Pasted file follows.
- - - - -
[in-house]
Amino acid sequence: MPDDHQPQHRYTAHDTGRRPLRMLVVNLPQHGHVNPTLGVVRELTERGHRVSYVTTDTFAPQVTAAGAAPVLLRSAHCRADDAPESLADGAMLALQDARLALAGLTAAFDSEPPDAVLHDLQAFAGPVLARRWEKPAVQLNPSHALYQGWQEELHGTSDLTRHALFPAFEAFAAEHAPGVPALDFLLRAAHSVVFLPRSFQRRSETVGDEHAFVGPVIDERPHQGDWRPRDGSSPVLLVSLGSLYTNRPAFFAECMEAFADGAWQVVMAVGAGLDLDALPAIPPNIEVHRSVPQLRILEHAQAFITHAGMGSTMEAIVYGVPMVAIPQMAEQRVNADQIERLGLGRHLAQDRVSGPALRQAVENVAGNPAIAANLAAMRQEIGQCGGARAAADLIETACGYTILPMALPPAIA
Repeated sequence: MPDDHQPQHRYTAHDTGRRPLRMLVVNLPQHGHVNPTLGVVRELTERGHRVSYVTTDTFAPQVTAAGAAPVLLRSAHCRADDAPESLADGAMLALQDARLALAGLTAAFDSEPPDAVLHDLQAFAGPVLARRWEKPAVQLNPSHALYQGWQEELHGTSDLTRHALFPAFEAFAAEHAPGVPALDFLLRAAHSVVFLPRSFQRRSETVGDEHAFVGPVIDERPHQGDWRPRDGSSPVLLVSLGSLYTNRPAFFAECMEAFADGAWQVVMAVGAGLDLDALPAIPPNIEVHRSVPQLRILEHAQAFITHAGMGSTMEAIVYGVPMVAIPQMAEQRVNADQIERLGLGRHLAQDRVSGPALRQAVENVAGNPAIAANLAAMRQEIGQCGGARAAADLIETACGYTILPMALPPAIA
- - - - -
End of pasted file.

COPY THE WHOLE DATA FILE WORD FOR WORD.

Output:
[in-house]
Amino acid sequence: MPDDHQPQHRYTAHDTGRRPLRMLVVNLPQHGHVNPTLGVVRELTERGHRVSYVTTDTFAPQVTAAGAAPVLLRSAHCRADDAPESLADGAMLALQDARLALAGLTAAFDSEPPDAVLHDLQAFAGPVLARRWEKPAVQLNPSHALYQGWQEELHGTSDLTRHALFPAFEAFAAEHAPGVPALDFLLRAAHSVVFLPRSFQRRSETVGDEHAFVGPVIDERPHQGDWRPRDGSSPVLLVSLGSLYTNRPAFFAECMEAFADGAWQVVMAVGAGLDLDALPAIPPNIEVHRSVPQLRILEHAQAFITHAGMGSTMEAIVYGVPMVAIPQMAEQRVNADQIERLGLGRHLAQDRVSGPALRQAVENVAGNPAIAANLAAMRQEIGQCGGARAAADLIETACGYTILPMALPPAIA
Repeated sequence: MPDDHQPQHRYTAHDTGRRPLRMLVVNLPQHGHVNPTLGVVRELTERGHRVSYVTTDTFAPQVTAAGAAPVLLRSAHCRADDAPESLADGAMLALQDARLALAGLTAAFDSEPPDAVLHDLQAFAGPVLARRWEKPAVQLNPSHALYQGWQEELHGTSDLTRHALFPAFEAFAAEHAPGVPALDFLLRAAHSVVFLPRSFQRRSETVGDEHAFVGPVIDERPHQGDWRPRDGSSPVLLVSLGSLYTNRPAFFAECMEAFADGAWQVVMAVGAGLDLDALPAIPPNIEVHRSVPQLRILEHAQAFITHAGMGSTMEAIVYGVPMVAIPQMAEQRVNADQIERLGLGRHLAQDRVSGPALRQAVENVAGNPAIAANLAAMRQEIGQCGGARAAADLIETACGYTILPMALPPAIA